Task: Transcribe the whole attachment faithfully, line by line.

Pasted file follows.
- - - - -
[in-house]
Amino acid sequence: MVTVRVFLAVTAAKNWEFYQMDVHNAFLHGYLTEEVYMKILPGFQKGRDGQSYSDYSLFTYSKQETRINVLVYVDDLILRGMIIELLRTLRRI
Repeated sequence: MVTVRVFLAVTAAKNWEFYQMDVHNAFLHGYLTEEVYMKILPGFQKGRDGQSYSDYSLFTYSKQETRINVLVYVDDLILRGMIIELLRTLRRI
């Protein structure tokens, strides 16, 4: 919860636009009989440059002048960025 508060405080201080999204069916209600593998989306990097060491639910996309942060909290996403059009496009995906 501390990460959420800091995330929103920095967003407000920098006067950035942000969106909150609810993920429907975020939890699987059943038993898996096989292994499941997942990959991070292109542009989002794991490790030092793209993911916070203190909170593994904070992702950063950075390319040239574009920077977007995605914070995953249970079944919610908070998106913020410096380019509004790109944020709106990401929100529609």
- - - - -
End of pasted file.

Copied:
[in-house]
Amino acid sequence: MVTVRVFLAVTAAKNWEFYQMDVHNAFLHGYLTEEVYMKILPGFQKGRDGQSYSDYSLFTYSKQETRINVLVYVDDLILRGMIIELLRTLRRI
Repeated sequence: MVTVRVFLAVTAAKNWEFYQMDVHNAFLHGYLTEEVYMKILPGFQKGRDGQSYSDYSLFTYSKQETRINVLVYVDDLILRGMIIELLRTLRRI
């Protein structure tokens, strides 16, 4: 919860636009009989440059002048960025 508060405080201080999204069916209600593998989306990097060491639910996309942060909290996403059009496009995906 501390990460959420800091995330929103920095967003407000920098006067950035942000969106909150609810993920429907975020939890699987059943038993898996096989292994499941997942990959991070292109542009989002794991490790030092793209993911916070203190909170593994904070992702950063950075390319040239574009920077977007995605914070995953249970079944919610908070998106913020410096380019509004790109944020709106990401929100529609």